Good Morning, Everyone. I hope you have a drama-free day.
In October 1968, Gaye’s recording of “I Heard It Through the Grapevine” was released and became Gaye’s first to reach number one on the Billboard Hot 100 and also reached the top of the charts in other countries, selling well over a million copies. However, Gaye felt the success was something he “didn’t deserve” and that he “felt like a puppet — Berry’s puppet, Anna’s puppet…” Gaye followed it with songs such as “Too Busy Thinking About My Baby” and “That’s the Way Love Is”, which reached the top-ten on the Billboard Hot 100 in 1969. That year, his album, M.P.G., became his first top-40 pop album as well as his first number-one R&B album. Gaye, who was one of the few Motown artists to write his own material, produced and co-wrote two hits for The Originals including “Baby I’m For Real” and “The Bells”.
What’s Going On and subsequent success
On June 10, 1970, Gaye returned to the Hitsville U.S.A. studios where he recorded his new composition, “What’s Going On”, inspired by an idea from Renaldo “Obie” Benson of the Four Tops after he witnessed an act of police brutality at an anti-war rally in Berkeley. Gaye later played the song to Berry Gordy, who refused to release it due mainly to its jazz-oriented sound, which Gordy labeled “outdated”. Gaye refused to record unless Motown released the song. The song was released on January 17, 1971 and quickly shot to number-one on the R&B charts within a month staying there for five weeks, also reaching number-two on the Billboard pop chart and number-one on Cashbox’s pop chart for a week, selling over two million copies.
Emboldened by its success, Gaye spent ten days recording the What’s Going On album after Gordy gave him an ultimatum of completing the album by the end of that March. Though the album’s subject matter again led to Gordy advising to Gaye of its potential of damaging his core fan base, Motown issued the album that May. The album became Gaye’s first million-selling album and featured two more top-ten hits, “Mercy Mercy Me (The Ecology)” and “Inner City Blues”. The album became one of Motown’s first autonomous works, without the help of Motown’s staff producers. Its themes and segue flow brought the concept album format to rhythm and blues music. The album was later hailed as “the most important and passionate record to come out of soul music, delivered by one of its finest voices”. Gaye won several music industry awards following the album’s success including Billboard’s Trendsetter of the Year while Rolling Stone named it the “Album of the Year”. He won several NAACP Image Awards including Producer of the Year and Male Vocalist of the Year while the album won Album of the Year. The “What’s Going On” song was nominated for two Grammy Awards including Best Male R&B Vocal Performance. Following a couple of performances, one at the Kennedy Center in his native Washington, and for a non-profit organization dedicated to end the plight of urban poverty, Gaye signed a $1 million (US$5,556,086 in 2012 dollars) new deal with Motown, making it the most lucrative deal by a black recording artist at the time. Gaye first responded to the new contract with the soundtrack and subsequent score, Trouble Man, released in late 1972.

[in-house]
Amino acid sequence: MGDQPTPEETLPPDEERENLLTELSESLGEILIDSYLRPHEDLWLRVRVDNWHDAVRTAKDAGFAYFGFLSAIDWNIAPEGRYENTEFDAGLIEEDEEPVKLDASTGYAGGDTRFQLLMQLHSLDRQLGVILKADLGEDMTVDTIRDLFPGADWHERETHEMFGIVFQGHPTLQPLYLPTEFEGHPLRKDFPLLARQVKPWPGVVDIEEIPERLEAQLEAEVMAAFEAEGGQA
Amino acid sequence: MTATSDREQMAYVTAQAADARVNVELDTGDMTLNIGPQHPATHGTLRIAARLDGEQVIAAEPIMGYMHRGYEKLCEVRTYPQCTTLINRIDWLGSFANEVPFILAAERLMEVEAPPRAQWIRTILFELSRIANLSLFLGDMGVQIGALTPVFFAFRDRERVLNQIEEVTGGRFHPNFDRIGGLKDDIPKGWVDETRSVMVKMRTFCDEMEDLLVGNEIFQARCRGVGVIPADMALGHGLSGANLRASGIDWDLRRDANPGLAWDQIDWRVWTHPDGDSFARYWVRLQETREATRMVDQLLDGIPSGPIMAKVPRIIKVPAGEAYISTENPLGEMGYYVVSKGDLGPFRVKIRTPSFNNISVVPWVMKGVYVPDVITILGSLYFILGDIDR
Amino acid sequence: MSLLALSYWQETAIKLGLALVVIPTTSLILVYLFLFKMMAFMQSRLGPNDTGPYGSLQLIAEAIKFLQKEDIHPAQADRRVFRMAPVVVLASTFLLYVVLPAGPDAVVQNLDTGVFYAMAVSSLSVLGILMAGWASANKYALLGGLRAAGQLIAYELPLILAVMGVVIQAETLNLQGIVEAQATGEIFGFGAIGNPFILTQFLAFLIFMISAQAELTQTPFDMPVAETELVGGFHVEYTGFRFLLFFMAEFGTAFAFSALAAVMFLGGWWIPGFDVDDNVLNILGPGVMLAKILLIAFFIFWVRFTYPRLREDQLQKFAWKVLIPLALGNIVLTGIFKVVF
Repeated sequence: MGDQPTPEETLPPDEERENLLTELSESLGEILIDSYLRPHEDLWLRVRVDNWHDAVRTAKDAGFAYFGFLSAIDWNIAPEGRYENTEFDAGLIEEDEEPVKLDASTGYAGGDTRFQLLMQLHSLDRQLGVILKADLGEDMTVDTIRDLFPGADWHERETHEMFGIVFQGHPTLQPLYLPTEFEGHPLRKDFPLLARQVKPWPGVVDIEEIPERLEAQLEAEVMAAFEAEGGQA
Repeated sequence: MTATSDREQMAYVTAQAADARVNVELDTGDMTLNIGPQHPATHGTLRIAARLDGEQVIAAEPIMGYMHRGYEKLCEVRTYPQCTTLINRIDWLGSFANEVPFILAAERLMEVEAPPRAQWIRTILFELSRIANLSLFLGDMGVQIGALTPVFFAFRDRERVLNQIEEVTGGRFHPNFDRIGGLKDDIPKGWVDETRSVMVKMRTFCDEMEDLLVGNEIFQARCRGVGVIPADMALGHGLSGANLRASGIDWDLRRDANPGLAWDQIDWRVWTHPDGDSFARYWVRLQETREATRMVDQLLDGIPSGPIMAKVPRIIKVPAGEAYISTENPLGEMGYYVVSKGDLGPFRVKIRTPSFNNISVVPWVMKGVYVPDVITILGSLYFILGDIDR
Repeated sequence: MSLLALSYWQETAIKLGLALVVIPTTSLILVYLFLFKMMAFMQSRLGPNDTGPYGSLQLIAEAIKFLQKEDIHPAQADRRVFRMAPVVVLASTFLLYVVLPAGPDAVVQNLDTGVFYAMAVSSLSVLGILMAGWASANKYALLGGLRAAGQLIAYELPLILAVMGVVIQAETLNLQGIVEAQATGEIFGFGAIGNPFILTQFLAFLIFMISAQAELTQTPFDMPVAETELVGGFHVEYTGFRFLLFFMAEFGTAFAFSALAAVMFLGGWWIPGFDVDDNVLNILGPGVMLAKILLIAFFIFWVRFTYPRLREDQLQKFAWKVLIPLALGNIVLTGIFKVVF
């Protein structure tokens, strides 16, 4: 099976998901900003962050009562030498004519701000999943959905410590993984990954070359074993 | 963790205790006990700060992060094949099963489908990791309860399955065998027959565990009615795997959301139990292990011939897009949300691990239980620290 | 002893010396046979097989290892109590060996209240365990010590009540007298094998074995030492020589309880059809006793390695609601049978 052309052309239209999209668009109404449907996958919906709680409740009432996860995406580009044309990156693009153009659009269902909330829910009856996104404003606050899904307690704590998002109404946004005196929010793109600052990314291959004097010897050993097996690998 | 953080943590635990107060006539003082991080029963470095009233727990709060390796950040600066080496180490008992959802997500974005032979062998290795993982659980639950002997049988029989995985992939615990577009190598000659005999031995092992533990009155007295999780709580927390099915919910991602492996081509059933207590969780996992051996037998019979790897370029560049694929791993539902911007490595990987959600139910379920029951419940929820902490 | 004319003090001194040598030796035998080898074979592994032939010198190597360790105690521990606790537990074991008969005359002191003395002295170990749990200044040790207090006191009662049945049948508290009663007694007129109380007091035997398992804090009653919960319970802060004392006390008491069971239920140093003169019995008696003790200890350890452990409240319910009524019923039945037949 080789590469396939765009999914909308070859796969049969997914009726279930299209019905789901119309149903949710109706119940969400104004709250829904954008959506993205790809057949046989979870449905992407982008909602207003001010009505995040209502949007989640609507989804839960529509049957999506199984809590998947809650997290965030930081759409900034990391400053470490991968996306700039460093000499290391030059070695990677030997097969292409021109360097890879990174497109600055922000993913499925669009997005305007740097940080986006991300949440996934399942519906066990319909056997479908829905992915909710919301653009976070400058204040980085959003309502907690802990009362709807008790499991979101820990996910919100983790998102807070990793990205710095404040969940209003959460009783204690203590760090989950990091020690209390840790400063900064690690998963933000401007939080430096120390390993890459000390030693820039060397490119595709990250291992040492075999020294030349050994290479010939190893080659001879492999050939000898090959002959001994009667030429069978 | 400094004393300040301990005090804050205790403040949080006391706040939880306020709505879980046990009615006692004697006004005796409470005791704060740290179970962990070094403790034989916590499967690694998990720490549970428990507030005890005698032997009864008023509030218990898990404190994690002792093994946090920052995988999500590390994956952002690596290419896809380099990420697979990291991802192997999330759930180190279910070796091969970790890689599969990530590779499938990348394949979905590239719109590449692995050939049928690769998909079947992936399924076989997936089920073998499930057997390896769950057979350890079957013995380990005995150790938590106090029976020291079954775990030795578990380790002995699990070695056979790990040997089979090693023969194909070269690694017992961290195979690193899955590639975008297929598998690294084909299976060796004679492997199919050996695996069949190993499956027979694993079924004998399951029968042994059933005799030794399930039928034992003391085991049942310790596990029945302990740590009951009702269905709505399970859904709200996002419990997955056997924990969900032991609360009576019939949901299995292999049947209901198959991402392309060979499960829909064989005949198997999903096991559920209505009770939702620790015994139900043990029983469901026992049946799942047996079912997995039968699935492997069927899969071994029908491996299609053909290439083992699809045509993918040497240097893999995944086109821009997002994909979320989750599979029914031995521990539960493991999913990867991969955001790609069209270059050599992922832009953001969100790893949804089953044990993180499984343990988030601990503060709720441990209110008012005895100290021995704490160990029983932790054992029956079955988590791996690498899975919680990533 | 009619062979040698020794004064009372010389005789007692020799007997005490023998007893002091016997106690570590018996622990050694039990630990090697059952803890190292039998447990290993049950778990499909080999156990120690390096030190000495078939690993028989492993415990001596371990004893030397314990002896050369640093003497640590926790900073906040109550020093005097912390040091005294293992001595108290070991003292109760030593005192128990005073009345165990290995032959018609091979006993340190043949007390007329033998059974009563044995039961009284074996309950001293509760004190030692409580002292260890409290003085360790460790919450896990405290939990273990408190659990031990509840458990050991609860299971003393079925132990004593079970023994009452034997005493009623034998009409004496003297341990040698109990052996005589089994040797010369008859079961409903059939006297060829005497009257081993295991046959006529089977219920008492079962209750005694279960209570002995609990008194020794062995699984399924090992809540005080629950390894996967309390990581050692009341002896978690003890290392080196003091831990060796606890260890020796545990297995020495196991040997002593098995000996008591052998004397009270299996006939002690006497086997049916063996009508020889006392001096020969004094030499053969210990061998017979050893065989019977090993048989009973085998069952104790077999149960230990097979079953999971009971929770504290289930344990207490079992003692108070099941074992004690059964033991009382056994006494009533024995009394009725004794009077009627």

“Let’s Get It On” was written by Gaye and producer Ed Townsend, originally as a gospel song, and later as a protest song before eventually turning into a funk-oriented love anthem. It became Gaye’s second number-one hit in 1973.
The following year, Gaye released the Let’s Get It On album. Its title track became Gaye’s second number-one single on the Billboard pop chart. The album subsequently stayed on the charts for two years and sold over three million copies. The album was later hailed as “a record unparalleled in its sheer sensuality and carnal energy.”